Features General — 24 October 2014 — by Adele Ramos
EU ministers to formally lift Belize high seas fishing sanctions

BELIZE CITY–Back in March, the European Union imposed trade sanctions against vessels flying the Belize flag on the high seas, allegedly because Belize was deemed to be a non-cooperating country in the fight against illegal, unreported and unregulated (IUU) fishing. However, the European Commission has proposals to formally lift the sanction against Belize’s fleet, which nets the Government $12 million a year, according to official Government of Belize sources.

While the ban stopped Belize-flagged vessels from landing their products obtained from high seas fishing at EU ports, those vessels, made up mostly of Spanish-owned vessels, found other ports in Asia to land their products.

Gian Ghandi, Director-General of the International Financial Services Commission, and legal counsel in the Ministry of Finance, told Amandala that the decision will be up for final consideration by the EU’s Council of Ministers next Wednesday, October 29, 2014.

In proposing the removal of the high seas fishing sanction against Belize, the EC said that Belize has demonstrated its commitment to reforming its legal framework and adopting a new set of rules for inspection, control and monitoring of vessels.

European Commissioner for Maritime Affairs and Fisheries, Maria Damanaki, said: “The improvements Belize made as regards its fisheries control system since its ‘red card’ show that the EU’s fight against illegal fishing works. The formalized cooperation with the EU has helped the country to move towards sustainable fisheries.”

Of note is that Belize had rushed to introduce those measures even before the sanction took effect.

The good news is, the sanction has meant no financial loss to Belize, according to Ghandi, who said that although some ships cancelled their registration with Belize, others opted to sign on, including interests from places like Cyrus and the Philippines. Ships also found alternative ports in Asia for their products, Ghandi said.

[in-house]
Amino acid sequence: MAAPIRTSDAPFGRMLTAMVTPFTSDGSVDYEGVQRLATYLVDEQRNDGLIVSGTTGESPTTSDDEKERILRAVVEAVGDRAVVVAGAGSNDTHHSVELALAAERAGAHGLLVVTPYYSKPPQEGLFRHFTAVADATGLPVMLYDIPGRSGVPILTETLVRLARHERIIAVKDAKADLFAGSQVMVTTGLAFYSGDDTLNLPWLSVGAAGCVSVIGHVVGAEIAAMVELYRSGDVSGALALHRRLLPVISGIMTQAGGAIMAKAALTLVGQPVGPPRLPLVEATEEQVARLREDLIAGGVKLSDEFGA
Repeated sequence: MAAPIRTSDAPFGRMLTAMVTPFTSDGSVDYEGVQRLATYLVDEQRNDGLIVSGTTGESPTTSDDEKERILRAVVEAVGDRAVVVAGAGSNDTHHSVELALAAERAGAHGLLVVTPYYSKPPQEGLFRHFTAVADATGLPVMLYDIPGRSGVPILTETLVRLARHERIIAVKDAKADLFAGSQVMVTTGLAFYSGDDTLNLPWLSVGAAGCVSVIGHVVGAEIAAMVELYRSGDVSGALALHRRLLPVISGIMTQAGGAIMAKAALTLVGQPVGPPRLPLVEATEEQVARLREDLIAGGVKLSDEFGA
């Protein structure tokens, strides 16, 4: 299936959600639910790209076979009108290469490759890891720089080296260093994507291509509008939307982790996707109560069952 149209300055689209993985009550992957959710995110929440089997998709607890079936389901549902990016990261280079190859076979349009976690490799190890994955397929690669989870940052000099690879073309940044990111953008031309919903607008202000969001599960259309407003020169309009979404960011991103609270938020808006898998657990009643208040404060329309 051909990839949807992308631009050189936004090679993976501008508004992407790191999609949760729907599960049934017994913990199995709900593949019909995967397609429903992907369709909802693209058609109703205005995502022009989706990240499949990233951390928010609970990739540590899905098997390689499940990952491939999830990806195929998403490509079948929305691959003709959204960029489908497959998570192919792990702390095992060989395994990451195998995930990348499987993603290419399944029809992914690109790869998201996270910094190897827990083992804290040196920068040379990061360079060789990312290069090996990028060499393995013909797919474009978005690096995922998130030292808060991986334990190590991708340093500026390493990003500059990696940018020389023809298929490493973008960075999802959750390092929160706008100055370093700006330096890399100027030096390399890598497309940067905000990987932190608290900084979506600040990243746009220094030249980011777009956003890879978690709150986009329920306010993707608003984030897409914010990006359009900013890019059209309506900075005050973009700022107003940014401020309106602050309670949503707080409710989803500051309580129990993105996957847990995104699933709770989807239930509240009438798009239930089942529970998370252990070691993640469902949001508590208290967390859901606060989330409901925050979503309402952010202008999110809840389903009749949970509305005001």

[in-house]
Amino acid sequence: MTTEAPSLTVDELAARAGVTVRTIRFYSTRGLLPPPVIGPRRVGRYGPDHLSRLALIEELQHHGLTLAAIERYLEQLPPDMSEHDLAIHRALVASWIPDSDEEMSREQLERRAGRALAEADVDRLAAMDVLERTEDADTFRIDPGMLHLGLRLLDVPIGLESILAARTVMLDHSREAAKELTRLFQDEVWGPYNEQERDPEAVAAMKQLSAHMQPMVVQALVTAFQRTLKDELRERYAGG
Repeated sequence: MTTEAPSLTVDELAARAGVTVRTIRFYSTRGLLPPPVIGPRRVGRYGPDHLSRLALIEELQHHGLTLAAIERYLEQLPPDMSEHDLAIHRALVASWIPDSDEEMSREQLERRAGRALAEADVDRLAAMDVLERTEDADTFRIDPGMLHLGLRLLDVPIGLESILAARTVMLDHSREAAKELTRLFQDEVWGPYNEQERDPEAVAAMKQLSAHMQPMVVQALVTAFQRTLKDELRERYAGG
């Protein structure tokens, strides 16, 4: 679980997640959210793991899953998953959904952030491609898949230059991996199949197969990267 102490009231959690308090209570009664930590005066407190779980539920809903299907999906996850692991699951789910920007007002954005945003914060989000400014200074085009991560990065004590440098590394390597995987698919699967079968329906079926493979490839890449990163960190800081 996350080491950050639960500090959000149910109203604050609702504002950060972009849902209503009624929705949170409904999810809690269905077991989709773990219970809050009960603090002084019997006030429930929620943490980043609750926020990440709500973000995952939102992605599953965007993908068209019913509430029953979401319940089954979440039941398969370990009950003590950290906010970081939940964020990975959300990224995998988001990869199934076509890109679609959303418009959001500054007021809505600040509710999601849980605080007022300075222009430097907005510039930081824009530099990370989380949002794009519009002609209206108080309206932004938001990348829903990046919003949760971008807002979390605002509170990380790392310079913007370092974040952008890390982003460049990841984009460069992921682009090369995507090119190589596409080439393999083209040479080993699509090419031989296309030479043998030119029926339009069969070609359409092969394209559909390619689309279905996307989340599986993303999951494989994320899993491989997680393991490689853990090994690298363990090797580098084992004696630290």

The high seas fleet consists of 52 vessels and Ghandi said that only 20 of those fish in the Euro-zone. Nonetheless, he said, the EU wants Belize to limit its high seas fleet to only 75 vessels. The Belize-flagged fleet had previously included 90 vessels on the high seas.

Last week it was announced that while the Commission proposes to lift the trade measures imposed in March this year against Belize, it would “red card” Sri Lanka. It also said that Fiji, Panama, Togo and Vanuatu have successfully taken measures to tackle illegal fishing

Consequently, the Commission proposes to lift the trade measures imposed in March this year against Belize.

Ghandi said that the proposal from the EC to have the Belize sanction lifted means that vessels can start landing their products in the EU again.

He explained that the sanctions did not have an impact on Belize’s exports to the EU, such as agricultural and fisheries products from the mainland.

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